If you haven’t read part 1 of the paver patio project, take a few minutes to see where we started.
If you’ve already been there, read that, let’s remind ourselves where we left off. The ground was measured, marked, dug up, compacted and landscaping fabric was put down. This helps prevent weeds from growing up between the pavers in the future.
Step 6 – Lay Paver Sand Base + Level
After landscape fabric comes the paver sand base. Aside from compacting the soil, this is the most important part of the project – leveling the base. There are a lot of YouTube videos on how to level sand for a paver patio, many of which I watched before actually attempting this. Basically, you lay down pieces of PVC pipe and fill around it with sand. Then, you take a straight piece of wood to screed the sand so it touches the top of the PVC pipes and levels out. This should give you an area of sand that is even and smooth. Be sure to double check your work with an actual level if you’re unsure.
Work in sections, moving the PVC along with you as you go. Once you have a large enough space, it gets difficult to maneuver around, so I started on to the next step in a few sections – Brock Paver Base. This is my favorite part so far!
Step 7 – Brock Paver Base Panels
Traditionally, you would build a patio with compacted soil, landscape fabric, compacted gravel, leveling sand and pavers. However, with this amazing paver panel product, it switches up the order a bit and saves SOO much work and time in digging and laying an extra 6 inches of heavy gravel. Panels are more expensive, but in my opinion, so worth it. 1 panel = 5 bags of gravel. And that’s all I have to say about that.
You can find it the big box stores or order it online. The Brock Paver Base website also has lots of useful tips on how to use this product and cool calculators for how much material you’ll need.
These panels lock into each other with grooves on the edges. It’s recommended you stagger the joints so they are more sturdy. These can be easily cut with a utility knife so laying them down was a breeze.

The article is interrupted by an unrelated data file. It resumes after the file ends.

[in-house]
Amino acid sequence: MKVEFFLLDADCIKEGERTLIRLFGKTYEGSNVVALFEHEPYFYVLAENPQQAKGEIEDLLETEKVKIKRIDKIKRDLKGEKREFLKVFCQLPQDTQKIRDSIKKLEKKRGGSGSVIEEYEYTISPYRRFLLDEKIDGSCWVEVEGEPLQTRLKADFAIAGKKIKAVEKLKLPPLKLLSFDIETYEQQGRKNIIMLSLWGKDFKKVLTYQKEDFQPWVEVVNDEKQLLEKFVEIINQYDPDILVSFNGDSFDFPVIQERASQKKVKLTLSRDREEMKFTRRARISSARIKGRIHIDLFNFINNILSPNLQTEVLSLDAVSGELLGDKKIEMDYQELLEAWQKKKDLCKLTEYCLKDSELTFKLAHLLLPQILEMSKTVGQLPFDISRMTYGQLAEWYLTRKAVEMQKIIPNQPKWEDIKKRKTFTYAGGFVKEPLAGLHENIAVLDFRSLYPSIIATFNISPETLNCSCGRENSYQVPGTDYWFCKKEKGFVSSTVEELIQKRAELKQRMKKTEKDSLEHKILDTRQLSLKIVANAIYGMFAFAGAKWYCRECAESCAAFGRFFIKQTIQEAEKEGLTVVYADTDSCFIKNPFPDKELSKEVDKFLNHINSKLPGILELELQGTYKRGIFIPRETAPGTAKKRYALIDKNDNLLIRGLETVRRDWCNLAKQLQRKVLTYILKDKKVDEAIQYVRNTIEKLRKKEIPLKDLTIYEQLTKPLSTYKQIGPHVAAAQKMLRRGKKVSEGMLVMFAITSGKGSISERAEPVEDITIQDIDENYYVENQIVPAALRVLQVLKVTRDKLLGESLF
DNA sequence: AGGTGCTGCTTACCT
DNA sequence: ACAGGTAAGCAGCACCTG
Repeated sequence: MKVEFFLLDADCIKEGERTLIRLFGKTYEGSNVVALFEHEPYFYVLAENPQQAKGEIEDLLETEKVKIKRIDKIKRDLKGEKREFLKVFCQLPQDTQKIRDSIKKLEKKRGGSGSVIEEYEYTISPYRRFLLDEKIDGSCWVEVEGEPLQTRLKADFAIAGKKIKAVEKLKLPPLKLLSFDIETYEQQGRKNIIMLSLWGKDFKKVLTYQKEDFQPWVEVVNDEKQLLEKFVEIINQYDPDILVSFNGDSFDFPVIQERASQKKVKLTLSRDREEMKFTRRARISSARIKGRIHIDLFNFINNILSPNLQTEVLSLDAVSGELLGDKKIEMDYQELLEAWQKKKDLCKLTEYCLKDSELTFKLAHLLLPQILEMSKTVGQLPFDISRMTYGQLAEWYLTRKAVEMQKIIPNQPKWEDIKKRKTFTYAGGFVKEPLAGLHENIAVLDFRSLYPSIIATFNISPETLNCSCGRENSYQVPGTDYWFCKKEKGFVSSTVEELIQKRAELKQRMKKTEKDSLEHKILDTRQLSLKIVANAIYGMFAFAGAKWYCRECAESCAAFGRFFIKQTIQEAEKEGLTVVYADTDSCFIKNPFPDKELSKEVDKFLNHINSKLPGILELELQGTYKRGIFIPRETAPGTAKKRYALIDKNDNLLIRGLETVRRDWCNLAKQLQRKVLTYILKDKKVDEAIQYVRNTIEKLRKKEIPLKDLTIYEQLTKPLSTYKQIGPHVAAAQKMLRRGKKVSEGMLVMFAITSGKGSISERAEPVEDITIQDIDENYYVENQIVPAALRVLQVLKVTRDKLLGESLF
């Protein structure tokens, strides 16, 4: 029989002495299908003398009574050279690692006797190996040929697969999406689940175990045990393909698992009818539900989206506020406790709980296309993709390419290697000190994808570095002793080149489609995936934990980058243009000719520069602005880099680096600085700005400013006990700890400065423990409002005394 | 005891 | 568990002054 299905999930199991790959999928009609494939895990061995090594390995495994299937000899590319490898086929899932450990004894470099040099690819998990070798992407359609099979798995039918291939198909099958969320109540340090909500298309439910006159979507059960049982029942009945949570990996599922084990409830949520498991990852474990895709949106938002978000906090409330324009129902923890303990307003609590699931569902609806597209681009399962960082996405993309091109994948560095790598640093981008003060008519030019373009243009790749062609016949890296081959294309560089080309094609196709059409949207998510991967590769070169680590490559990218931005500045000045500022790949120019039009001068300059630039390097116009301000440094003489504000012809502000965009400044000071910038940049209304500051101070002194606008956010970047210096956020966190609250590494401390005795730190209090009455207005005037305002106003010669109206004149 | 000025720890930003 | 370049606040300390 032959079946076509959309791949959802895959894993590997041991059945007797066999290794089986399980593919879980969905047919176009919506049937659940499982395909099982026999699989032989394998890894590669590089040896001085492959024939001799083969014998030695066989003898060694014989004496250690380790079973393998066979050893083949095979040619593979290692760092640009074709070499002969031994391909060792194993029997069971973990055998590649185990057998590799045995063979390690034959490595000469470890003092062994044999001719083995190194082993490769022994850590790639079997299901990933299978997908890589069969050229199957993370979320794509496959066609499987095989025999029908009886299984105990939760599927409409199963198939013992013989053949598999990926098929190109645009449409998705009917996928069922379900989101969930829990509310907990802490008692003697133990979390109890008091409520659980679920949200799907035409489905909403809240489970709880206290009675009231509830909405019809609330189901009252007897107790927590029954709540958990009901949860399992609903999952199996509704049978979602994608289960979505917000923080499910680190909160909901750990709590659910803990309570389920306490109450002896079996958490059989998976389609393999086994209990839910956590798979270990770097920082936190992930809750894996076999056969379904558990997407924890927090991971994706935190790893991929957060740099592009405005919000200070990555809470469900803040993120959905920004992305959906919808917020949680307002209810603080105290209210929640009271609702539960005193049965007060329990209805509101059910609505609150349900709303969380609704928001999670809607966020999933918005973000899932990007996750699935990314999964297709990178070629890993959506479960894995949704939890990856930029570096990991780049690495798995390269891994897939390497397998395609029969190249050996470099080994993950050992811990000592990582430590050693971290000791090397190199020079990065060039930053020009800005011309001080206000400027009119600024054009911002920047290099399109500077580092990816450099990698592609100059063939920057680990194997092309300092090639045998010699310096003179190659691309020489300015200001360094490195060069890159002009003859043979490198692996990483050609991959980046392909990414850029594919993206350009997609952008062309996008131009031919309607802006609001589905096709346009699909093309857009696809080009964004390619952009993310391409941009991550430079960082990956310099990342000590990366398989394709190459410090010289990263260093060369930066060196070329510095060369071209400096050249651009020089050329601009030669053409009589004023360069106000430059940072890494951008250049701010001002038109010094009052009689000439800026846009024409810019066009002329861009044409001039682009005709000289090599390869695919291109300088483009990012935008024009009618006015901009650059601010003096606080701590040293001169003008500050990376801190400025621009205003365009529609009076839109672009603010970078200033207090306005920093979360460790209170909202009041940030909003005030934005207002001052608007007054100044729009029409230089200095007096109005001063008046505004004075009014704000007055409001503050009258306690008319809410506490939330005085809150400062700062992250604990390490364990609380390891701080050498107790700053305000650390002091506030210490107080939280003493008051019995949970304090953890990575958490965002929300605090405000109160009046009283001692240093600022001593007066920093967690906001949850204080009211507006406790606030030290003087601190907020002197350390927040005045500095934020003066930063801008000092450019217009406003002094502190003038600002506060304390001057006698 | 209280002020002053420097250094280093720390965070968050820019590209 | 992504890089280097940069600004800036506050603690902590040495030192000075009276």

Another great thing about this is you can walk over the panels after they are placed. In working over such a large space, it’s hard to walk around sand without disturbing it. I couldn’t recommend this product enough!
The curved edges were super easy to cut. We laid them down and traced the edging with a utility knife and that’s it!
Step 8 – Lay Pavers!!!!!
This is where I started getting excited again. I believe we were on day 5 by this point and I had to get some pavers down. So, I started laying the border in this solider style right on top of the panels. At one point, you could see all the layers -fabric to sand to panels to pavers – because I just couldn’t NOT start this herringbone pattern.
I used a rubber mallet to tap these into place, making sure the gaps were consistent. We chose a curvy layout for the patio which requires some tricky cuts. If you’re good at math, you can work out a square patio that doesn’t require any cuts if you switch up the pattern and size to fit the materials you choose. But I wanted something really interesting and so curvy border it was!